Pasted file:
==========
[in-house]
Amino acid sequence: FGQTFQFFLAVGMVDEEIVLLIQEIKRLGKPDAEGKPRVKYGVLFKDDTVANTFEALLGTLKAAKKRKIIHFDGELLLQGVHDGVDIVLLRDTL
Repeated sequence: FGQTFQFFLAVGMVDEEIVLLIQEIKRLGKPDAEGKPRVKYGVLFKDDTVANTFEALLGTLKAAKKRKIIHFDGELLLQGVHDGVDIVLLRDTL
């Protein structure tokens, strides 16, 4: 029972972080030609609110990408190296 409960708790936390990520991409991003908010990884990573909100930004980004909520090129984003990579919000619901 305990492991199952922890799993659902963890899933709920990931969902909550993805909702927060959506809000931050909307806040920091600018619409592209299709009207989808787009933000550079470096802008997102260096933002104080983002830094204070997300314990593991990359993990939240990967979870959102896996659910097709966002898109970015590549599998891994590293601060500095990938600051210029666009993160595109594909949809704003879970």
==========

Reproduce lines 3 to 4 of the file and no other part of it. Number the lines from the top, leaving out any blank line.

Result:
Repeated sequence: FGQTFQFFLAVGMVDEEIVLLIQEIKRLGKPDAEGKPRVKYGVLFKDDTVANTFEALLGTLKAAKKRKIIHFDGELLLQGVHDGVDIVLLRDTL
């Protein structure tokens, strides 16, 4: 029972972080030609609110990408190296 409960708790936390990520991409991003908010990884990573909100930004980004909520090129984003990579919000619901 305990492991199952922890799993659902963890899933709920990931969902909550993805909702927060959506809000931050909307806040920091600018619409592209299709009207989808787009933000550079470096802008997102260096933002104080983002830094204070997300314990593991990359993990939240990967979870959102896996659910097709966002898109970015590549599998891994590293601060500095990938600051210029666009993160595109594909949809704003879970």